How not to be boring while networking

Opinions expressed by Contractor the contributors are their own.

Charlie Lawson, author of The Unnatural Networker, and I often discuss the importance of telling a good story. Think about the last networking meeting you attended where people had a chance to introduce themselves: Were they interesting? Did they catch your attention? Were they engaging? Or did you often think: Do I really have to continue this conversation?



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Have a great story ready to tell

If you want to know that people are really listening – give them a great story. Charlie gave me an example regarding a Business Networking International member named Dena.

Dena ran a listing agency based in Yorkshire, England, specializing in short-term accommodation. One day she got a call on a cold, rainy February afternoon. Dena could tell that the lady on the line, who we’ll call “Ann,” was getting pretty upset by all the commotion with kids running around in the background. Ann had been thrown out of a house by her partner, who had left her with the children and she called to see if there was anything Dena could do to help.

“I know this usually doesn’t happen on short notice,” Ann admitted, “but I need a place to stay tonight.”

Dena managed to get her a property and told the distressed mother that they would work out the details as soon as possible the next day. Then, just as Dena was about to hang up the phone, she asked, “Where are you now?”.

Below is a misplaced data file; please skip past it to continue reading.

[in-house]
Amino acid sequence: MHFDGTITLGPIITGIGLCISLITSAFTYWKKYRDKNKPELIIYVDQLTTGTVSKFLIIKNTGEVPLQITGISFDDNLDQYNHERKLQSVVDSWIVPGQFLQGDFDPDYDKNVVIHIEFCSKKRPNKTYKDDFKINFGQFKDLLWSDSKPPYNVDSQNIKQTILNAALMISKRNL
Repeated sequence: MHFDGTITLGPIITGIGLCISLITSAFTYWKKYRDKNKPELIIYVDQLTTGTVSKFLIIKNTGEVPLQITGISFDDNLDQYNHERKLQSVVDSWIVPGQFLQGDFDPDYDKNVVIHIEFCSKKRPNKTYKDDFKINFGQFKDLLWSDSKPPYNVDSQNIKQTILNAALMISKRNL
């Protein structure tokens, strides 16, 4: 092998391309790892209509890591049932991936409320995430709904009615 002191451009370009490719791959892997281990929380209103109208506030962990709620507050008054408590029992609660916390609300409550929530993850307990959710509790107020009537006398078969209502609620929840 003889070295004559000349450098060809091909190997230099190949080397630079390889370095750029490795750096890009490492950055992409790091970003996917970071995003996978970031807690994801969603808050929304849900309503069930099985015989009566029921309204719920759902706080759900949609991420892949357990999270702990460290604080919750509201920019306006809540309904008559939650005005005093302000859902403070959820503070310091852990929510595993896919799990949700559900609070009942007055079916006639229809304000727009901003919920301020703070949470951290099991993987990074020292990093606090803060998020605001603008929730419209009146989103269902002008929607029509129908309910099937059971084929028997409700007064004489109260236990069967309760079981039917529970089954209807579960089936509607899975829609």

Ann said that she was currently standing on the side of the road, with children in tow, along with a couple of suitcases and no ride. So Dena got in her car, picked up the crew and took them to their temporary abode where they managed to sort everything out.

After telling this story, Charlie asked me if I would ever refer Dena’s business. I answered as everyone would – with an exuberant yes!

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Reveal something they will remember

Dena realized they were in a dire situation and she could make a difference for Ann and her family.

A typical listing agent will only go as far as offering short term and last minute solutions before hanging up to approach the other person on hold. What best sells these services is the fact that we know we would be comfortable referring said agent – and that is where storytelling happens. It will be both memorable and the kind of thing we will bring up again in subsequent conversations. The next time someone asks me about listing agents, who do you think I’ll remember?

Although we may not have been in that situation ourselves, the story helps us understand how the person involved felt. Ann actually got the family into a permanent apartment, but what resonates most is how Dena served her potential client in a time of need.

Storytelling is more interesting, memorable and referable than simple facts about services you offer. Remember Why we go to networking events – to build our businesses through referrals. We need to give our network partners the tools to find these referrals, and I think effective anecdotes are a great way to do that. Plus compelling stories, as Charlie likes to say, “won’t bore people to tears”.

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